It has been seen that security testers input either ' or ; into the application entry points to test for SQL injection. Why are these characters used?
' is used because this is the character limiter in SQL. With
' you delimit strings and therefore you can test whether the strings are properly escaped in the targeted application or not. If they are not escaped directly you can end any string supplied to the application and add other SQL code after that.
; is used to terminate SQL statements. If you can send the character
; to an application and it is not escaped outside a string (see above) then you can terminate any SQL statement and create a new one which leaves a security breach.
Read Wikipedia's examples of SQL injections, in particular the "Incorrectly filtered escape characters" section.
Essentially, in an injection you are expected to provide a ready-made command with a parameter. You build this parameter in such a way that it contains an embedded command, whilst respecting the syntax of SQL.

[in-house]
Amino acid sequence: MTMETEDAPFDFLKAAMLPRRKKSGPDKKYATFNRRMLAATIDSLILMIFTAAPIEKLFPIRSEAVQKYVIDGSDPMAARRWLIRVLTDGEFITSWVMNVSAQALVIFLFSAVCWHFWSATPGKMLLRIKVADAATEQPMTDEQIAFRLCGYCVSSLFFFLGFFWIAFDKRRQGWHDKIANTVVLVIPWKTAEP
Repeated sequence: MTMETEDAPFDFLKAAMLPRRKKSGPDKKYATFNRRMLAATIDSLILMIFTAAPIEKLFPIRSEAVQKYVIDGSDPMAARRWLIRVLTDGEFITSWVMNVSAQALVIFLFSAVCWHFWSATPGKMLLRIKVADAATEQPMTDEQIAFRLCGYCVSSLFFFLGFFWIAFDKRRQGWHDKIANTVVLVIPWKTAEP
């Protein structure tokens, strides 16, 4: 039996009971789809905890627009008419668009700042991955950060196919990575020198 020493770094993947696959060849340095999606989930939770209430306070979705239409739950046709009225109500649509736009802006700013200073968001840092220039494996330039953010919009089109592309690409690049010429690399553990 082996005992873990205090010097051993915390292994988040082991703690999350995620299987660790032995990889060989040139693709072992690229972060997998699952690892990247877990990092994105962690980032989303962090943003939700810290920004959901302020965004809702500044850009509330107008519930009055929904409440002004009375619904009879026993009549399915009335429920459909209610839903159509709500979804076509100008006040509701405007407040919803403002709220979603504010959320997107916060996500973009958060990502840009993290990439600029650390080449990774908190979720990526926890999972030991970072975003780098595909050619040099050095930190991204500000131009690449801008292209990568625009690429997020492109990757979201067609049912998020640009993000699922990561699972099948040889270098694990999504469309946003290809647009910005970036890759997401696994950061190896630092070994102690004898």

Since a command is typically
SELECT FROM / UPDATE WHERE FOO='<your entry point>', you can use
nop'; Your own command here. The combination of the two will give a sequence of two syntactically valid commands which will both be executed.
To prevent SQL injections, make you that you validate all untrusted input by verifying that it belongs to a white-listed domain of accepted inputs (here typically escape special characters), and also ensure that you delegate command composition to the DB API you use rather than doing it yourself: use a different call for providing the command and the parameters so the API you rely on can do additional checks and avoid you further embarassment!
Testers are trying to find bugs that they can get credit for finding; they are not trying to find the last remaining problem.
In most cases the input is checked before being passing into SQL by a well written function, or a parameter is used. Therefore it is likely that if even the most basic type of SQL-injection is stopped, then all types of SQL-injection is stopped for the given form field.
So just putting a
‘ in each entry point is a quick and easy way to get a lot of benefit for the tester and the tester's employer.
(Likewise a lot of tester will copy/paste in a very long bit of text, even if no user will ever do so, as it is a quick way to check if the application is coded to cope with inputs that are too long.)